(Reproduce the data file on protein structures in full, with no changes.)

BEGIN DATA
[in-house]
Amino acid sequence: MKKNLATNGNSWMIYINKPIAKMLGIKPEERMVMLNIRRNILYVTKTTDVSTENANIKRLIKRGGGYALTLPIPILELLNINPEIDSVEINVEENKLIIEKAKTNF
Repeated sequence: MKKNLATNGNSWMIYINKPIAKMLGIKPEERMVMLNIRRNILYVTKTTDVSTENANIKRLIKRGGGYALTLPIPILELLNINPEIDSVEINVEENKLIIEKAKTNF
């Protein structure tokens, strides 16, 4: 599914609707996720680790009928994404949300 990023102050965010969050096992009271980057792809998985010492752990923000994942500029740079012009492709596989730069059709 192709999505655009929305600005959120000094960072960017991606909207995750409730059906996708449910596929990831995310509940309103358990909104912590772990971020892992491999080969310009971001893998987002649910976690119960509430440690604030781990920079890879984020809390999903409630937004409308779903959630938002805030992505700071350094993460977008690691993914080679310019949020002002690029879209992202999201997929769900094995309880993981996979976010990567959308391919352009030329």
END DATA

[in-house]
Amino acid sequence: MKKNLATNGNSWMIYINKPIAKMLGIKPEERMVMLNIRRNILYVTKTTDVSTENANIKRLIKRGGGYALTLPIPILELLNINPEIDSVEINVEENKLIIEKAKTNF
Repeated sequence: MKKNLATNGNSWMIYINKPIAKMLGIKPEERMVMLNIRRNILYVTKTTDVSTENANIKRLIKRGGGYALTLPIPILELLNINPEIDSVEINVEENKLIIEKAKTNF
């Protein structure tokens, strides 16, 4: 599914609707996720680790009928994404949300 990023102050965010969050096992009271980057792809998985010492752990923000994942500029740079012009492709596989730069059709 192709999505655009929305600005959120000094960072960017991606909207995750409730059906996708449910596929990831995310509940309103358990909104912590772990971020892992491999080969310009971001893998987002649910976690119960509430440690604030781990920079890879984020809390999903409630937004409308779903959630938002805030992505700071350094993460977008690691993914080679310019949020002002690029879209992202999201997929769900094995309880993981996979976010990567959308391919352009030329």